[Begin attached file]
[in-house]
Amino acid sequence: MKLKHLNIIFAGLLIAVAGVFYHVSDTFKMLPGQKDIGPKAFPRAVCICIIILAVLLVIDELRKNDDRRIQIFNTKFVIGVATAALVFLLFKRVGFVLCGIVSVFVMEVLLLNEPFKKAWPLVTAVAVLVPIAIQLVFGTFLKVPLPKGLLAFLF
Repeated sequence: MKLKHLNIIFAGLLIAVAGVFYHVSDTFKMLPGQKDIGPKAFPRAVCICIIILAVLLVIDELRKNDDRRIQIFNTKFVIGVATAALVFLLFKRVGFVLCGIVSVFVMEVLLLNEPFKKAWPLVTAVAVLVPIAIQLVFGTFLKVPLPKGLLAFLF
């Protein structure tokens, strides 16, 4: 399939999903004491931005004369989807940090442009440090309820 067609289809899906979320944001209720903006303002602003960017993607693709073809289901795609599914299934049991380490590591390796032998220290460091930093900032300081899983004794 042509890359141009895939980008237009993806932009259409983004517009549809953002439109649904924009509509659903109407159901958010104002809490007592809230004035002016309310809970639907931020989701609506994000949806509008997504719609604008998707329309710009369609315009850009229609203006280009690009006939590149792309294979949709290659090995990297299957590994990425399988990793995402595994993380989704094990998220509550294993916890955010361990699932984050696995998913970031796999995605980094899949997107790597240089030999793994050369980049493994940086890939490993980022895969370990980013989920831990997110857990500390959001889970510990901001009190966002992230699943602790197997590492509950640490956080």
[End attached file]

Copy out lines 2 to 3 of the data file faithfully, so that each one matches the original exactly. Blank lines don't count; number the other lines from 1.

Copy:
Amino acid sequence: MKLKHLNIIFAGLLIAVAGVFYHVSDTFKMLPGQKDIGPKAFPRAVCICIIILAVLLVIDELRKNDDRRIQIFNTKFVIGVATAALVFLLFKRVGFVLCGIVSVFVMEVLLLNEPFKKAWPLVTAVAVLVPIAIQLVFGTFLKVPLPKGLLAFLF
Repeated sequence: MKLKHLNIIFAGLLIAVAGVFYHVSDTFKMLPGQKDIGPKAFPRAVCICIIILAVLLVIDELRKNDDRRIQIFNTKFVIGVATAALVFLLFKRVGFVLCGIVSVFVMEVLLLNEPFKKAWPLVTAVAVLVPIAIQLVFGTFLKVPLPKGLLAFLF